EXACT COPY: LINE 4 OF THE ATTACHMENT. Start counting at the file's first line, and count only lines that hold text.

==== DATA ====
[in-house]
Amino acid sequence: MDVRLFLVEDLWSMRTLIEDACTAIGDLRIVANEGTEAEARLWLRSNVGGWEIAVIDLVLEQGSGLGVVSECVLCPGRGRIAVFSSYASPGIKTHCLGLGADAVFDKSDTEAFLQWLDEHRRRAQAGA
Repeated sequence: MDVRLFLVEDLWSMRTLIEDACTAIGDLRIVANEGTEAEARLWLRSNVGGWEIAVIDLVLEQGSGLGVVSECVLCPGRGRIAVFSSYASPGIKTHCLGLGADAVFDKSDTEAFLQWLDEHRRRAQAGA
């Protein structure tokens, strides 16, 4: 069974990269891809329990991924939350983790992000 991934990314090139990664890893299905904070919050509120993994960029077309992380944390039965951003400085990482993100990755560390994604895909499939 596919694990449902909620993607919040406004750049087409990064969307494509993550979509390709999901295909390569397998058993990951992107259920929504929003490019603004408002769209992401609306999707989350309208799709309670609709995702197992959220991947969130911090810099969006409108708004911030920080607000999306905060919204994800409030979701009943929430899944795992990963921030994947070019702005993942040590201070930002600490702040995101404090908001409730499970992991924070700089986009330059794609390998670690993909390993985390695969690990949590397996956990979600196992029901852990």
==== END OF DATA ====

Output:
């Protein structure tokens, strides 16, 4: 069974990269891809329990991924939350983790992000 991934990314090139990664890893299905904070919050509120993994960029077309992380944390039965951003400085990482993100990755560390994604895909499939 596919694990449902909620993607919040406004750049087409990064969307494509993550979509390709999901295909390569397998058993990951992107259920929504929003490019603004408002769209992401609306999707989350309208799709309670609709995702197992959220991947969130911090810099969006409108708004911030920080607000999306905060919204994800409030979701009943929430899944795992990963921030994947070019702005993942040590201070930002600490702040995101404090908001409730499970992991924070700089986009330059794609390998670690993909390993985390695969690990949590397996956990979600196992029901852990």